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May 12, 2008

Building a Bookcase

In this episode we're going to be looking into building simple bookcases.  In this first part, we look at different joinery methods to construct our bookcase.  We'll talk about advantages and disadvantages of using butt joints, rabbits, and pocket hole joinery to construct bookcases.

Coming up in part II, we'll be looking into constructing face frames and ways to make sure that they fit perfectly, everytime.

If you would like to be alerted to when we release new episodes, simple go to our website and sign up to receive our newsletter.  Just for signing up, you'll receive a special "Bonus" from us as our way of saying, THANKS!

www.WoodworkersResource.com

Craig Stevens


Comments (15)

Jeff:

Awesome. About to tackle a built-in project I promised as a Mother's/Birthday present for my wife. I'll be looking forward to the coming material. Thanks Craig.

(WR) Craig Stevens:

Jeff,

Thanks for your comment, I appreciate it. Actually, the two bookcases you see in the video are going to be somewhat "built-in" as well.

I plan to screw them to the wall with a space in between them where I will add a desk. I don't call them built-ins because I'm not going to the trouble of running the same type molding round the bookcases as is in the room they're going in. So they won't really "look" built-in.

The plan is to take them with us if we ever decide to move (and in this economy doesn't look to be any time soon!)

Craig Stevens

John:

Thanks for taking the time to help us neophytes. Is it worth while using as dado for one center shelf support for added strength or is a 1/4 backing good enough. When you talk about face frames I would appreciate it if you could talk about built ins including a large shelf about 1/3 up from the floor with doors below - an extension of the basic bookshelf unit and integrated face frames.

(WR) Craig Stevens:

John,

I'm not fond of using a center shelf support on bookcases. The only time I've made an exception is in building a large corner cabinet. The shelves were so large that they would tip in the back without the center supports.

For bookcases, I think you would do better by beefing up your shelves. This can be accomplished by using thicker material and/or gluing a strip of hard wood (1") to the front of a thinner shelf (3/4") to stiffen it up, (this is what I did on the bookcases you see in the video.)

Also, if you want the shelves adjustable, you would have to drill a line of holes all the way down the middle of the back piece, which in my opinion would detract from the looks of the piece.

This all is just my personal preferences though. There would be nothing "wrong" with putting a center shelf support system on your bookcase. It would require using a thicker material than the 1/4" plywood that I used in the video.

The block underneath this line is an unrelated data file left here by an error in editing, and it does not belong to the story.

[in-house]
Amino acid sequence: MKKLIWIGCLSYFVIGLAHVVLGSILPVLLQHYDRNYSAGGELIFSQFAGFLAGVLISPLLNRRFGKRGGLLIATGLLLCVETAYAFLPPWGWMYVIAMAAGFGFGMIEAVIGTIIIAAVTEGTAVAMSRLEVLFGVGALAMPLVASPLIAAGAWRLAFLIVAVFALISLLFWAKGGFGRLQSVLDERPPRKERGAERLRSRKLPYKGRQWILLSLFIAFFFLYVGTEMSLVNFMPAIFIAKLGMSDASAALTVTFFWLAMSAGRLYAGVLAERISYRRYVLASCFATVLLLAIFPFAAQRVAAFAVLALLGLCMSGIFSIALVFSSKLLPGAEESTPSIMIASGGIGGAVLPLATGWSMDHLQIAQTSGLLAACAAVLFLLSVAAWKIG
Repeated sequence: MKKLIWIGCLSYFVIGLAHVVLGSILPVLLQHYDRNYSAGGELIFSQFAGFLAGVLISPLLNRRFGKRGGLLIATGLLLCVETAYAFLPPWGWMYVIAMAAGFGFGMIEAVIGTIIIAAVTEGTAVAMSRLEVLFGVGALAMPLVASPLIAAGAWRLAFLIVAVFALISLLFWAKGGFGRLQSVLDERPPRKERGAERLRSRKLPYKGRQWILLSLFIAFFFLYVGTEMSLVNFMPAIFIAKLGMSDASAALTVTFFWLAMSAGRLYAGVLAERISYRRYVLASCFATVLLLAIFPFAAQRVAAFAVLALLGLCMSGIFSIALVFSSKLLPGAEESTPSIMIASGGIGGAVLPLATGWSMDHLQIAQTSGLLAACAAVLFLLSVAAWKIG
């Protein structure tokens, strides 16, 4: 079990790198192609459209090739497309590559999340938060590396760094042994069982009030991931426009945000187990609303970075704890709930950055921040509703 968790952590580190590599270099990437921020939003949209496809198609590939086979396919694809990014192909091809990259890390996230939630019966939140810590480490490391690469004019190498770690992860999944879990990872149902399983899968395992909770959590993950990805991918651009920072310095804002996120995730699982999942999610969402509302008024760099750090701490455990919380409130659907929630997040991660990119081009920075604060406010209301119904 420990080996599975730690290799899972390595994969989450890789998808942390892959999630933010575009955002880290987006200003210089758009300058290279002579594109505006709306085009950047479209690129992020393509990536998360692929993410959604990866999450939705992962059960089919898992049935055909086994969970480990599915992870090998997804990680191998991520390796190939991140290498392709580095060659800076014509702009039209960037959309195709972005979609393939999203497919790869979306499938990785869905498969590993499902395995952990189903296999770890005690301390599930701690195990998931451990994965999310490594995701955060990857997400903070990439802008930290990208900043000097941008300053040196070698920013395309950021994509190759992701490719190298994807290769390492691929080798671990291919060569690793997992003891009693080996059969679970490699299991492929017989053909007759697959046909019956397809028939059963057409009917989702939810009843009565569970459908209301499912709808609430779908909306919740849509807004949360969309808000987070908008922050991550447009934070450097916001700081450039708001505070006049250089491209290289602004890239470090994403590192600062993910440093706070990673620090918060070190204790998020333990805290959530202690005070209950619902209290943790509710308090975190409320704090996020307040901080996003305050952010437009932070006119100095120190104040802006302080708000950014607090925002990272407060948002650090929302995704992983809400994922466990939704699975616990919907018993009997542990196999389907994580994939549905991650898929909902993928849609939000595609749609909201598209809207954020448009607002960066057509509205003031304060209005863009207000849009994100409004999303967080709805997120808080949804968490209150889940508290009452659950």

I'll try to cover your face frame topic in the video as well.

Regards,

Craig


Rick:

Craig, greetings from a fellow Tennessean -

This is a great topic you've chosen to cover! I'm working on my first set of built in book cases right now and chose to rabbit/dado all the joints. I think for future projects I will try the pocket hole, especially built-ins that don't receive much lateral stress. I've only ever used the Kreg jig for face frames, this is a great application you've shown.

I would like to echo John's comments above regarding lower 1/3 doors. If possible, please address your methods of building inset doors. Do you prefer doing a separate box for the "base cabinet" or do you build it all as one piece like these cases in this video? Perhaps that could be a follow up video to your next installment on face frames.

I've only been a member for a short while, but love your site. Thanks for the info and helping to grow our art.

Rick
Nashville

Rick Kirk:

Great podcast, I can't wait for episode II. I have been kicking around the idea of pocket hole joinery for a while now. A buddy of mine bought the jig from Kreg, and now I'm hooked.

Bill, New Jersey:

GREAT Episode, I am really looking forward to the future ones. Finally, a "down to earth", easy understanding for those of us looking for the basics.

(WR) Craig Stevens:

Rick,

Thanks so much for your kind words about the website, I really appreciate it! It's nice to know what I put out there is helping people. (It's even nicer when it comes from a fellow Tennessean).

I wanted to drop you a note to let you know that I wasn't able to include the part about using face frames to frame out a "cabinet" at the bottom of the bookcase in Part II.

I felt like I was getting long winded with what I did cover in the latest video. As you know, John also requested this information as well, so I know there's people out there that need this information.